I spent a semester teaching journalism skills courses at the University of Botswana in 2007 as a McGee Journalism Fellow in Southern Africa, a program funded by John McGee and administered by the International Center for Journalists. But my primary mission was to launch the country’s first student newspaper. The UB Horizon was a runaway success, I’m happy to report, and is still going strong today. You can read the first issue on the “Student Publications” page. The students reported and wrote the stories, shot the photos, laid out the paper, sold the advertising and set up the distribution system. The Horizon broke stories that were picked up by the mainstream press in the capital, Gaborone, and was profitable from the second issue. The students, as you will see below, were fantastic.
The students took their work seriously. This layout crew put in 24 hours on each issue, non-stop, surviving only on pizza and soda.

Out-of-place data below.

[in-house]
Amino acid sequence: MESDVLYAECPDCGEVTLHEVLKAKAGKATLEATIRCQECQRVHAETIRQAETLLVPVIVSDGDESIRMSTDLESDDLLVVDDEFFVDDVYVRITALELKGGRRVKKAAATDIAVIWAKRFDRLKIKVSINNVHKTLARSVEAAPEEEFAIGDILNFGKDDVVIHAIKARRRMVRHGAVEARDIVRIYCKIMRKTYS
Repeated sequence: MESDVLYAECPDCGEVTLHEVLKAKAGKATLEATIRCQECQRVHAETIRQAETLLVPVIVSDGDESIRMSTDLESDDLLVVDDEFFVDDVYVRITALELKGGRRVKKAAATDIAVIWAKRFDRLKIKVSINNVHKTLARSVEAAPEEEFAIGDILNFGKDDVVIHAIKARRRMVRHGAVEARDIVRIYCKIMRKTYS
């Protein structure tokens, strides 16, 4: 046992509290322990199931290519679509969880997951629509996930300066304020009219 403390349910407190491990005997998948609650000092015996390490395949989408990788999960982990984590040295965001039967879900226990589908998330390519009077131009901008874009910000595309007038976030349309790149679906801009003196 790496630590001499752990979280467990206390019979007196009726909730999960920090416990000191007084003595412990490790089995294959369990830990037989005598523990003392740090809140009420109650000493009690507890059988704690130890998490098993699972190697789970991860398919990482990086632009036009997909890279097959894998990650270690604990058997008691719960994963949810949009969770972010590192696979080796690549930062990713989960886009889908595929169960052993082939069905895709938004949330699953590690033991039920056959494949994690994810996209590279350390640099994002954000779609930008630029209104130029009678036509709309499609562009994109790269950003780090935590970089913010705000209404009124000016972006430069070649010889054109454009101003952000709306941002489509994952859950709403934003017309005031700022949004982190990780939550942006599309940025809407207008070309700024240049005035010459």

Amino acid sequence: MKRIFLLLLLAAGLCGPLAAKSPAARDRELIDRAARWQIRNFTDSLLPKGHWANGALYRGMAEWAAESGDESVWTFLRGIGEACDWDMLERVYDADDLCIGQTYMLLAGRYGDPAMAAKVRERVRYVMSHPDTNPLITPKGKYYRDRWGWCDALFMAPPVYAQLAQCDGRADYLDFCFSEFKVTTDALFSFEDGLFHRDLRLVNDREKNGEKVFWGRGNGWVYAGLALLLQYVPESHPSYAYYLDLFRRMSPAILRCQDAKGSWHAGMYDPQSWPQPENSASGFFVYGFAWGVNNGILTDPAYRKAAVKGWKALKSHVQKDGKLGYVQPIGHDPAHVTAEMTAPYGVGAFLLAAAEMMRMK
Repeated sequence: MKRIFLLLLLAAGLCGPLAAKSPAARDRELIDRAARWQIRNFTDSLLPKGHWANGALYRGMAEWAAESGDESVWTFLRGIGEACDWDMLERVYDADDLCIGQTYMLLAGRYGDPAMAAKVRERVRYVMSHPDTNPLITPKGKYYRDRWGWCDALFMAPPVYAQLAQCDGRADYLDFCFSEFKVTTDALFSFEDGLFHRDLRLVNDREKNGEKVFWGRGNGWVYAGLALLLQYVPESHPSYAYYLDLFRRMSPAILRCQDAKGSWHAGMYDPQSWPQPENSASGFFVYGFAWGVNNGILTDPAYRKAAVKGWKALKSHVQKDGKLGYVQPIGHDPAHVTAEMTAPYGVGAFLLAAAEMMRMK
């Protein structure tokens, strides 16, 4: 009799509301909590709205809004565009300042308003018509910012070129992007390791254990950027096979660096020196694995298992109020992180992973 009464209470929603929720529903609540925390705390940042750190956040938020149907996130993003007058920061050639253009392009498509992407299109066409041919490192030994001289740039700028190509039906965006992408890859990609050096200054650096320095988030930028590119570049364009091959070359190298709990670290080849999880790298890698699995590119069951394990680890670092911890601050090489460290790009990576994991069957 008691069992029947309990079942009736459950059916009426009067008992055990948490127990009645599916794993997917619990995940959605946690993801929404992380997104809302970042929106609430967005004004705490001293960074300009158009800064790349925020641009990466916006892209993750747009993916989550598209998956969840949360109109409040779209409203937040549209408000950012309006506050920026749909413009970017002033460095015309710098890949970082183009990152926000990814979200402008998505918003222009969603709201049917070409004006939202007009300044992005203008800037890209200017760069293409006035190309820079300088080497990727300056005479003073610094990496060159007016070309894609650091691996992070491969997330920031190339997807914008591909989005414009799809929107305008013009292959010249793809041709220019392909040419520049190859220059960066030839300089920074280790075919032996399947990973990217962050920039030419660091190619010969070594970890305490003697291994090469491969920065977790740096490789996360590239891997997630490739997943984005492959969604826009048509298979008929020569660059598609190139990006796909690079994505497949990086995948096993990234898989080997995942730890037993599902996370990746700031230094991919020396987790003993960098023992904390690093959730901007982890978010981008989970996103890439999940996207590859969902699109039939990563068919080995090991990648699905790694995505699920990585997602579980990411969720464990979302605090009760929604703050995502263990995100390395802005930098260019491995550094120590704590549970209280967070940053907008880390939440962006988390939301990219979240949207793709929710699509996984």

There are few prouder moments in journalism than this one — holding the first issue of the paper you and your colleagues birthed after weeks of labor. Getting the paper out — it’s a miracle every time.
Editor-in-Chief Cheryl Ntumy distributes the first issue to eager students on campus. If there is a prouder moment than holding the first copies of the paper, it’s watching readers devour it. The Horizon was also available at city news stands. Students wrote and executed the distribution contracts.
A supertech student built the companion UB Horizon website. It looked great at the inauguration party, but it was built with software too complicated for the uninitiated to update and had to be rebuilt.
Kebabonye Motewagae (with arm around my shoulder) designed the UB Horizon flag and pencilled this sketch of me. He told me he doesn’t sketch too many people he knows, because it’s too painful to think he may not see them again. The white guy squatting is David Kerr, then head of the UB Media Studies Department, without whom none of the above would have been possible.